How did lawmakers miss the size of the shortfall their budget would create?
Days before Governor McCrory signed the budget into law, news broke that the cost of individual income tax cuts will rise to $1 billion by 2016, and will total more than $5 billion over the next five years. The Fiscal Research Division, which estimates the cost of the tax plan, based those amounts on new Internal Revenue Service data on the incomes and personal income taxes North Carolinians paid in 2012. The new data showed the higher-than-expected cost of the tax plan.
Rather than acknowledging that the tax plan is putting North Carolina on an unsustainable path, policymakers proceeded to cut vital public programs. If ITEP’s projections are correct, much deeper cuts will be necessary before the fiscal year is over.
Is it possible that these tax and spending cuts could stimulate our economy?
No. Lawmakers’ promises that tax cuts will deliver a much-needed economic boom to the state are not supported by real-life experiences. There is an extensive and growing body of careful academic work showing that income tax cuts are a poor strategy for producing economic growth. From this body of research, we know the states that passed the largest income tax cuts in the 1990s experienced slower economic growth thereafter. The promises that lawmakers are making are empty ones that put North Carolina’s economic future at risk.
What is essential to economic growth is adequate state investments in the building blocks of a strong economy—a high-quality education for all children, programs that protect natural resources, community-based economic development programs, and health and human services for our vulnerable residents and older adults. Yet, lawmakers are failing to make adequate levels of investments in these services that are essential to economic growth. By neglecting to make such investments, state leaders are hampering the recovery of struggling communities and failing to build a foundation for an economy that works for all. These shortcomings undermine North Carolina’s competitive position in the 21st century global economy—now and in the future.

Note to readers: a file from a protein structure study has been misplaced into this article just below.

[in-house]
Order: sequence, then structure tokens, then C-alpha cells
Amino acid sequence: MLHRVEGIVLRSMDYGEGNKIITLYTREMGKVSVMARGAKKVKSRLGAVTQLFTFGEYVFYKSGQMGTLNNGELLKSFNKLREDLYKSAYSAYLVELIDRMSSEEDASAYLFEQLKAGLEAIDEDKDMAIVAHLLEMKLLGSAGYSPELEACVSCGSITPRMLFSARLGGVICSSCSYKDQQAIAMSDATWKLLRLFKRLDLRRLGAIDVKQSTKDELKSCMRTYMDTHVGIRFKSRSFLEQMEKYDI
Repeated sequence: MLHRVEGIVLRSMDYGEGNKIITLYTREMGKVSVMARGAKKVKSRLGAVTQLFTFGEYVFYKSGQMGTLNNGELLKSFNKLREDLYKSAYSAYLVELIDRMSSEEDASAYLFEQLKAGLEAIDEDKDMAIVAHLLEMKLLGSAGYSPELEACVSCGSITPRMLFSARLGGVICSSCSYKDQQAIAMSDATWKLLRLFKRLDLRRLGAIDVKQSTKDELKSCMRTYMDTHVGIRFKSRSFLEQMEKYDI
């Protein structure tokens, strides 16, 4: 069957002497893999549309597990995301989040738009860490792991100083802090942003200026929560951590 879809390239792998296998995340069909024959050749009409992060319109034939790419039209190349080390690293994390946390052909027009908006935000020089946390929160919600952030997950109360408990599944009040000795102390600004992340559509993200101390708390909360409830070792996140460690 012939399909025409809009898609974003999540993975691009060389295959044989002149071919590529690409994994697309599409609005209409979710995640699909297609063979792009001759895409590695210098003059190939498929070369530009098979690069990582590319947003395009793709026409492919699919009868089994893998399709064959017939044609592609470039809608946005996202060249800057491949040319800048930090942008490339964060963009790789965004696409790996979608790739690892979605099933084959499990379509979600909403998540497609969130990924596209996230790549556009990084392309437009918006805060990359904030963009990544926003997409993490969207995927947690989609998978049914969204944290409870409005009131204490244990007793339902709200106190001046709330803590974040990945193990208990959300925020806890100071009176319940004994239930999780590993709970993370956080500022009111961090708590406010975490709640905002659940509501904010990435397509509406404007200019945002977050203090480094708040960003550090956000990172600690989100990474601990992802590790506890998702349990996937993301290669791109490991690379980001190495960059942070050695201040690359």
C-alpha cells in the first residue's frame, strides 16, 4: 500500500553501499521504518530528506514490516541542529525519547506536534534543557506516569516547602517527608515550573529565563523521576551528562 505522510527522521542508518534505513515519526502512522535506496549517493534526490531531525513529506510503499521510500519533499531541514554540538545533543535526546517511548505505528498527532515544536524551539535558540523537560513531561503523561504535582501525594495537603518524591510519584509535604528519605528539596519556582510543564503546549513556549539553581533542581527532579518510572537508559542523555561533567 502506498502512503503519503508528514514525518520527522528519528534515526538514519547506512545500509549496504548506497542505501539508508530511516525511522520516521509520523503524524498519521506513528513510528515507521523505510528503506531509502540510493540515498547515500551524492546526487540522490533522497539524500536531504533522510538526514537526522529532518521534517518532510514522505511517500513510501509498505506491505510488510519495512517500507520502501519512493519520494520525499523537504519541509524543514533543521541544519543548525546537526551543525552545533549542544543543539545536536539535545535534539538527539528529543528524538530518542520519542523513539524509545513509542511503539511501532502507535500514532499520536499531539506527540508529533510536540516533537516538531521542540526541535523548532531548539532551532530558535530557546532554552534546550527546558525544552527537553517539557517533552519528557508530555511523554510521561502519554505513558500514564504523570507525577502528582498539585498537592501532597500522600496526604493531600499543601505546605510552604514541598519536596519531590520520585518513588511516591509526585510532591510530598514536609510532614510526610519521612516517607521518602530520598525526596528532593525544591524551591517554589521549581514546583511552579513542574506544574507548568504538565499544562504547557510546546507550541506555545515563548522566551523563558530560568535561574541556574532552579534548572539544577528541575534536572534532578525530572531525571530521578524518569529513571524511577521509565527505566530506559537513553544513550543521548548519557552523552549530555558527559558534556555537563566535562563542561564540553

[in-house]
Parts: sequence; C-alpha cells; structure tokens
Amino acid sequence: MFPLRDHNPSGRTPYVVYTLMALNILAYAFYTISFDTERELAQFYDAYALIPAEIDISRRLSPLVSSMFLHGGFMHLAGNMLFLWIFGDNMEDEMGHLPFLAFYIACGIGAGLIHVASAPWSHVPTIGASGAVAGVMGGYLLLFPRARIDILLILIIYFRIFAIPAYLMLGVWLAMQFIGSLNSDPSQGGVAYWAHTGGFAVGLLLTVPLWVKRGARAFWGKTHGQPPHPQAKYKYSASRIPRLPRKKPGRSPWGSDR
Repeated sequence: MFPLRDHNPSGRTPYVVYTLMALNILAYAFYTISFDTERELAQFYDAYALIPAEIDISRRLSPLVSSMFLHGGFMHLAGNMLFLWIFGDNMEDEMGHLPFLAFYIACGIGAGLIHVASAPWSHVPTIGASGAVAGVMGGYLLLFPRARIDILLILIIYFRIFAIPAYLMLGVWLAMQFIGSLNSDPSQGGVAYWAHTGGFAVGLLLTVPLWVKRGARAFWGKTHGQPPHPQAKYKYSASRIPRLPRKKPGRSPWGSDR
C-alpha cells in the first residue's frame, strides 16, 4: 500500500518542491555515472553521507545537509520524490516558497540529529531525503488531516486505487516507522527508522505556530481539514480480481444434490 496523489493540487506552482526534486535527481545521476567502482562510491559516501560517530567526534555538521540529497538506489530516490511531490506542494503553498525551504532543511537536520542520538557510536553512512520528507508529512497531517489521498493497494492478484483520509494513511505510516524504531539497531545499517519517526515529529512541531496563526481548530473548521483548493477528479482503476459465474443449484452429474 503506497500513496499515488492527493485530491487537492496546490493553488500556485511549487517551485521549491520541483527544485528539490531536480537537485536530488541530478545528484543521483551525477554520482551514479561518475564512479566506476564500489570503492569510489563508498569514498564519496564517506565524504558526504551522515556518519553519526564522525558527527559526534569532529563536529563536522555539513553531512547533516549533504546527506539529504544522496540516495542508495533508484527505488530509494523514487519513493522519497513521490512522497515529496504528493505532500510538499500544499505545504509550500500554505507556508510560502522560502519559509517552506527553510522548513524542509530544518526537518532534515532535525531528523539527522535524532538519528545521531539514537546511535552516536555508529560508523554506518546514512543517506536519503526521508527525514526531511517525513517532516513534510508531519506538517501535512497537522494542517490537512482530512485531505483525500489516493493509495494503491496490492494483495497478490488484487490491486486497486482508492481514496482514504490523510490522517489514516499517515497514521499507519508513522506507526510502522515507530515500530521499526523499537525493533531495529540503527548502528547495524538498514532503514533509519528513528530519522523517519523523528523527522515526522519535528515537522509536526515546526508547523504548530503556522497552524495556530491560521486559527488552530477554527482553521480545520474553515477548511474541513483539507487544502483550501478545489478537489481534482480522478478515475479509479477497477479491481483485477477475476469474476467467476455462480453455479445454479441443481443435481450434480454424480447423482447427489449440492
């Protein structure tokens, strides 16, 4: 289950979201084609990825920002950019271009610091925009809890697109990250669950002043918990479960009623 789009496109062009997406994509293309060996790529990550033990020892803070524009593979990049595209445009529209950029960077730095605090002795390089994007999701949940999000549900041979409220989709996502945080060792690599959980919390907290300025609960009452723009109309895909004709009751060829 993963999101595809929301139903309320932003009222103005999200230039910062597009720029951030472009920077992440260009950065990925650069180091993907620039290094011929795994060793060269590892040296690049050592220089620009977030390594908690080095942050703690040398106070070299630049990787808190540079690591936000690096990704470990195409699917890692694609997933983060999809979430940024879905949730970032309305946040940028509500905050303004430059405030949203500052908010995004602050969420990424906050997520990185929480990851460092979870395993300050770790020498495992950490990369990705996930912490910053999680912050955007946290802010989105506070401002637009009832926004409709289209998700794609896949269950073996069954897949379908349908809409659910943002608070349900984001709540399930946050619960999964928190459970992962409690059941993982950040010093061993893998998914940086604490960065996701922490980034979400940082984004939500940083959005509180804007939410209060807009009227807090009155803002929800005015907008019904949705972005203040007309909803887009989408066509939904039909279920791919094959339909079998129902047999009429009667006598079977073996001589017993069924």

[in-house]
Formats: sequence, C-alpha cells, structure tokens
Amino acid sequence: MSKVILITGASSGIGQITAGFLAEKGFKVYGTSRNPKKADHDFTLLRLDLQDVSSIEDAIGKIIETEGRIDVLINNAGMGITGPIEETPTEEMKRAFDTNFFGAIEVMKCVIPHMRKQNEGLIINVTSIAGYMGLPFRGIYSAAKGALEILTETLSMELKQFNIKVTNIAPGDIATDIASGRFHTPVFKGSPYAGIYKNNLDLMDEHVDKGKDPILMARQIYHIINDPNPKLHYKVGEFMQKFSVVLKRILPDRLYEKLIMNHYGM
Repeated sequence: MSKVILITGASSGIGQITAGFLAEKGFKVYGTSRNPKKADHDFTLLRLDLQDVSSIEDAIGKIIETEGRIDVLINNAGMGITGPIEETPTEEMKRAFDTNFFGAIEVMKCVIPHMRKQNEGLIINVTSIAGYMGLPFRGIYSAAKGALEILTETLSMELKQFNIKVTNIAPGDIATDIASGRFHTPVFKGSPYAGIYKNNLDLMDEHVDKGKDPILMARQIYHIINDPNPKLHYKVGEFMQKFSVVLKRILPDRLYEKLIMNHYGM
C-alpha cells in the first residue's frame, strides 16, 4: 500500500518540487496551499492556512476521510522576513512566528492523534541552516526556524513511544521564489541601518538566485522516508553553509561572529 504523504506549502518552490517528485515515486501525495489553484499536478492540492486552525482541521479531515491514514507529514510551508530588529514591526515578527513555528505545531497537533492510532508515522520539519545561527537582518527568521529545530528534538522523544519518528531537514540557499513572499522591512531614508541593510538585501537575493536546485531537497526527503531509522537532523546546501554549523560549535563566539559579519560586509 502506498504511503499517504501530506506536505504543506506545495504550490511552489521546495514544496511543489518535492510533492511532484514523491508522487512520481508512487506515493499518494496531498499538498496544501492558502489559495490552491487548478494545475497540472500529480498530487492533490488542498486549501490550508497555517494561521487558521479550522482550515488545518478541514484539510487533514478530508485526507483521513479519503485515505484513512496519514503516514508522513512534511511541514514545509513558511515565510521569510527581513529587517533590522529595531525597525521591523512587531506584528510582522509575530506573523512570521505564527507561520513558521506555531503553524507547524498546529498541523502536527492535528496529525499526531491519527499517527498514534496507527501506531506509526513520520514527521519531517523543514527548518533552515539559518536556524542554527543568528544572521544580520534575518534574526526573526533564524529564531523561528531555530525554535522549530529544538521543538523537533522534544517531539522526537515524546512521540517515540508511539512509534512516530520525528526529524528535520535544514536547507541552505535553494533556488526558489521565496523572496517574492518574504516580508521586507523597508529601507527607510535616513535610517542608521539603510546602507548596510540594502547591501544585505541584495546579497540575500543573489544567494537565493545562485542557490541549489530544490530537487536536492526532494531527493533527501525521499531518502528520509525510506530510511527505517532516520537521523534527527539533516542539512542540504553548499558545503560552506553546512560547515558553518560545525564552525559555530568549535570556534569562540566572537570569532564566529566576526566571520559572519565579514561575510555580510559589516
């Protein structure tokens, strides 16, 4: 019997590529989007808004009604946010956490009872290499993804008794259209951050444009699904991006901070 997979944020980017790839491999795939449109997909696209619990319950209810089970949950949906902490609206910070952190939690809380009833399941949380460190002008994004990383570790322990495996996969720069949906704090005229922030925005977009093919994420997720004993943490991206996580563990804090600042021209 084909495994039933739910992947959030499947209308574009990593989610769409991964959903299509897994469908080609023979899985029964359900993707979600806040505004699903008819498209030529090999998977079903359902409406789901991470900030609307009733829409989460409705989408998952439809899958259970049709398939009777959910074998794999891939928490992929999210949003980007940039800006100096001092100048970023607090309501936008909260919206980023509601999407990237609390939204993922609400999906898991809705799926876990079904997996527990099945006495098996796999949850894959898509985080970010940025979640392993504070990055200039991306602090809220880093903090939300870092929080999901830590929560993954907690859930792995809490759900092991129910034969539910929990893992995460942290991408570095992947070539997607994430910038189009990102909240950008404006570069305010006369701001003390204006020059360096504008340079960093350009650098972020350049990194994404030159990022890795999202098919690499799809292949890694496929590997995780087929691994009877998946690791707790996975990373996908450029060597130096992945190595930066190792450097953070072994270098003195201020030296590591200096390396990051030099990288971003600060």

How soon will the state start feeling the effects of our projected budget shortfall?
The average North Carolinian has already felt the consequences of underfunding core public services—larger class sizes, outdated and too few textbooks, and long waiting lists for early childhood development programs and in-home and community care programs for older adults. Further cuts at the governor’s direction will only cause further damage—all with little public debate.
On top of the ITEP revenue estimates, there are already official reports that revenue is coming in under projections. Moreover, the Office of State Budget & Management already issued a directive to state agencies to reduce their budgets by 2 percent for the next budget cycle.